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Pina Sets New Standard for 3-D Dance Filming

Womens eNews - Fri, 6 Jan 2012 02:23 GMT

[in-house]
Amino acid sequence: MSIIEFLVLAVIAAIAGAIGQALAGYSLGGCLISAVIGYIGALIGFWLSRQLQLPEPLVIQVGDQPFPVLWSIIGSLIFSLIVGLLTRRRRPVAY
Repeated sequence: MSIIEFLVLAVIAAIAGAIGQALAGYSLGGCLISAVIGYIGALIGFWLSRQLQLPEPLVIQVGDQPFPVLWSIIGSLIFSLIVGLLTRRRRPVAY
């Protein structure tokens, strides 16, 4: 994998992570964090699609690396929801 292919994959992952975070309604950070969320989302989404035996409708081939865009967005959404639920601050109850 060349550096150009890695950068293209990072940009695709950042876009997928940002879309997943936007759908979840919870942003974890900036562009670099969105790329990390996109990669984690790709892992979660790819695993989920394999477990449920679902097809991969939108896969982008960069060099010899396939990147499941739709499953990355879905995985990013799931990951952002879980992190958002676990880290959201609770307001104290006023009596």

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Three Openings on Jan. 13 Queen Latifah, Dolly Parton and Keke Palmer light up the screen in "Joyful Noise," a rousing musical about competing choir members who have different strategies for winning the national choir competition. Grand spectacle, good performances and great music. In "Sing Your Song," filmmaker Susanne Rostock documents the life, career and political activism of the great Harry Belafonte, who continues, at age 90-something, to rock the establishment with his take on social issues. Belafonte's power and longevity, so aptly illustrated in the film, is inspiring. Rock on! With significant Oscar buzz for director/writer Lynne Ramsey and star Tilda Swinton, "We Need To Talk About Kevin" is a deeply disturbing narrative drama about an inexplicably bad kid and the havoc he causes in his family and their community. On Jan. 18, documentarian Frederick Wiseman's "Crazy Horse" rides into theaters. The film is an insightful and respectful look behind the scenes at the legendary Paris nightclub that features females dancing in the nude. On Jan. 20, "Declaration of War" opens. It's a heart wrenching French film about a young couple coping with their toddler's cancer diagnosis. Based on their own true story, director Valerie Donzelli and writer Jeremie Elkaim also star in this poignant, inspiring drama. Also opening Jan. 20 is "One for the Money." Directed by Julie Anne Robinson, it's written by Stacy Sherman, Karen Ray and Liz Brixius and is based on the novel by Janet Evanovich. All in all, it's a female-centered crime comedy in which Katherine Heigl stars as the newly divorced Stephanie Plum, who gets a job at her cousin's bail bond business and winds up on the trail of an ex-beau. Cute and mindless. I must also highly recommend something worth watching from the comfort of your own couch. Connie Field's remarkable "Have You Heard From Johannesburg" airs on PBS Independent Lens throughout January. This series of six films chronicling South Africa's long, hard battle for equality and social justice is a must-see masterpiece and a great kick off for 2012 movie watching. Would you like to Comment but not sure how? Visit our help page at Would you like to Send Along a Link of This Story? In addition to covering film for Women's eNews, Jennifer Merin writes about documentaries for ( ) and is president of the Alliance of Women Film Journalists ( ), a nonprofit organization of the leading women film journalists in the U.S. and Canada. She is also a member of the Broadcast Journalists Association. For more information: Alliance of Women Film Journalists

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